It all starts when the clubhead hits the ground before the ball and bounces into the center of the ball. The ball squirts out and either remains in the rough or rolls slightly onto the green. This type of dubbed shot is the result of trying to help the ball into the air. The causes of this type of shot are: A) Too much weight on the rear foot. B) Hands positioned behind the ball at address. C) Ball too far forward.
Corrective Action: 1) Position hands in front of the ball at address. 2) Make sure your weight is primarily on your lead foot. 3) Maintain light grip pressure.
photo credit: mrnoy9n One of the most popular shots on the PGA Tour is the hybrid or five-wood, chip shot. This is the ideal shot when faced with a fluffy lie, just off the green, with plenty of green between the golf ball and the pin.
With a conventional chip-shot, it would be very easy to catch the ball a bit heavy and leave the ball half-way to the cup. With a hybrid or five-wood, the clubhead simply glides through the grass.
TIPS: 1) Play it like a putt, choke down and address the ball as you would a putt. 2) Keep the clubhead low throughout the swing. 3) Make sure to carry the ball over the fringe, once on the green it will run just like a putt. 4) Use your normal putting grip.
How many times have you found yourself stymied behind an immovable object? Did you make the right choice by taking a drop with a one stroke penalty or did you decide to take your chances and go for broke? More often than not, most players will risk more trouble by trying to execute an almost impossible shot.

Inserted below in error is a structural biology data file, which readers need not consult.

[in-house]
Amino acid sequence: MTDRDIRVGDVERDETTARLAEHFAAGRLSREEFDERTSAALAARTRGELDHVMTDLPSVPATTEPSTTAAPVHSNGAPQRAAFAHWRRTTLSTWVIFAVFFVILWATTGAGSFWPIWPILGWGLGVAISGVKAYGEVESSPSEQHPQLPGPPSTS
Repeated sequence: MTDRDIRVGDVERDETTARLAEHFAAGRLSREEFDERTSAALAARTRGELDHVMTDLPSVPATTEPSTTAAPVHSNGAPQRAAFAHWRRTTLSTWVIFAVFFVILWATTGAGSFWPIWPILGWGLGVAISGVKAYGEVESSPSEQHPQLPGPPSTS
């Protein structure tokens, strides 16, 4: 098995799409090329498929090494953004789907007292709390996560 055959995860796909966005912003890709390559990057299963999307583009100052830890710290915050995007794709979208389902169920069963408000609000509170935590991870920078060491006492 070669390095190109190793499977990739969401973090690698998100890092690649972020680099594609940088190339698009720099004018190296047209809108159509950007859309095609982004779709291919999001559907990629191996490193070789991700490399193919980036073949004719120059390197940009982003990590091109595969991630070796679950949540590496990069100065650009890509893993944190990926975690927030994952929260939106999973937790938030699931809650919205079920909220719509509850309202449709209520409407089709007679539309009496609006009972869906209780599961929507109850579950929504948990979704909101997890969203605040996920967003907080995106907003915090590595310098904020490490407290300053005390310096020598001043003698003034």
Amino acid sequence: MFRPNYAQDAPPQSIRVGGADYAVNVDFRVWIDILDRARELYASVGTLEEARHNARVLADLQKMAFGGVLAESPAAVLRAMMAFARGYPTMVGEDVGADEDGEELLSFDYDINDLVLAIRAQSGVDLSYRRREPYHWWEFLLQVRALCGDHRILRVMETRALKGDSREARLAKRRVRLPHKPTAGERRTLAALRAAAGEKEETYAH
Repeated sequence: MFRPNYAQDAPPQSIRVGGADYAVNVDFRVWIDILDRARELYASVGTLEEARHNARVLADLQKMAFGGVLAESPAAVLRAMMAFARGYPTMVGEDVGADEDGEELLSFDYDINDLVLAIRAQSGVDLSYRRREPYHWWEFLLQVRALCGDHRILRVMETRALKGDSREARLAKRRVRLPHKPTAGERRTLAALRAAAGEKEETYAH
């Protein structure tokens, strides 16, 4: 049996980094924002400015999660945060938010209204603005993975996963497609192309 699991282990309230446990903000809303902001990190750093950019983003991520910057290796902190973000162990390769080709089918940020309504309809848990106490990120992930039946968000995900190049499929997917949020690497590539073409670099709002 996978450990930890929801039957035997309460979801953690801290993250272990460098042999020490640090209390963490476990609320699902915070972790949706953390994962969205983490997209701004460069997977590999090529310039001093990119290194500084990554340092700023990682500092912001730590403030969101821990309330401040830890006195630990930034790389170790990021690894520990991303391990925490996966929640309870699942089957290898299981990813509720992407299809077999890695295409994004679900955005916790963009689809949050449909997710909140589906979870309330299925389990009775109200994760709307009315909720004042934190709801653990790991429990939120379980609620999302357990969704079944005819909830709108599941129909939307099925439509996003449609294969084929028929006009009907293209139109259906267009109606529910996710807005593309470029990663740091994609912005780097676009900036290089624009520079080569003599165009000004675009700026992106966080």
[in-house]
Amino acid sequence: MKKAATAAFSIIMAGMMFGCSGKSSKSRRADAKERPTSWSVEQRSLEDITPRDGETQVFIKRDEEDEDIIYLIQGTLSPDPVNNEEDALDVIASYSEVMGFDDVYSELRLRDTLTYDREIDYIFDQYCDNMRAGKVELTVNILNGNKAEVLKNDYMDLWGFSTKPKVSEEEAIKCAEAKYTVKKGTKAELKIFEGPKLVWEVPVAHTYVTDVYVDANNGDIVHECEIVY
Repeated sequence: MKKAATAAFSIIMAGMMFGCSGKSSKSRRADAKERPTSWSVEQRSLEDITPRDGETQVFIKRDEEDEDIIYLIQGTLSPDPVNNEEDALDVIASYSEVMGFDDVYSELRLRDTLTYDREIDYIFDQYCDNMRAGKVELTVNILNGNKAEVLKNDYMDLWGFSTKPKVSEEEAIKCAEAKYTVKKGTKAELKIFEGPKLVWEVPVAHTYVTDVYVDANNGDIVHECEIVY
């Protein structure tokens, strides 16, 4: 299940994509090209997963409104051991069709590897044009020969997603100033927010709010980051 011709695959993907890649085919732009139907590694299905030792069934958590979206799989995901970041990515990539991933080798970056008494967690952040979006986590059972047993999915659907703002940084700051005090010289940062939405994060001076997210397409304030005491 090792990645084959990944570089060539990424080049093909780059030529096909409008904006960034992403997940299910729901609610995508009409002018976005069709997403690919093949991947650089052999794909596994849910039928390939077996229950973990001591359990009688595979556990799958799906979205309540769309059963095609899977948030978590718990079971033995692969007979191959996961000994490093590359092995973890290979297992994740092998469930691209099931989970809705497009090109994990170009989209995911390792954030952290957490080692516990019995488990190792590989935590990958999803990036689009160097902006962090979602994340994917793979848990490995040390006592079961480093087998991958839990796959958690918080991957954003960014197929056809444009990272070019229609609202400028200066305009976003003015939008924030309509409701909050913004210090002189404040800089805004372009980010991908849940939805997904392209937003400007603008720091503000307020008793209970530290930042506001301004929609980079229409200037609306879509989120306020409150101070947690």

Golf is not only about making good shots, it's about using the correct strategy during play. In almost every case, it's better to take your medicine and take a one stroke penalty than to risk a double or triple bogey. Losing a stroke isn't the end of the world.
photo credit: akeg The objective of coming out of deep rough is to control the ball so it lands softly on the putting surface. The ball should land on the fringe or the very edge of the green and roll to the cup. Quitting on a shot like this is very common, even with professionals.
Tips: A) Do not allow your wrists to roll over. This will allow the clubface to remain open through impact which maintains the club's loft. B) Accelerate steeply into the back of the ball. C) Use a 60 degree L wedge and open the face. D) Play the ball in back of the center position. E) Maintain a narrow stance. F) Weight mostly on front side. G) Break your wrists early to increase club loft. H) Aim left of target. I) Make a full shoulder turn.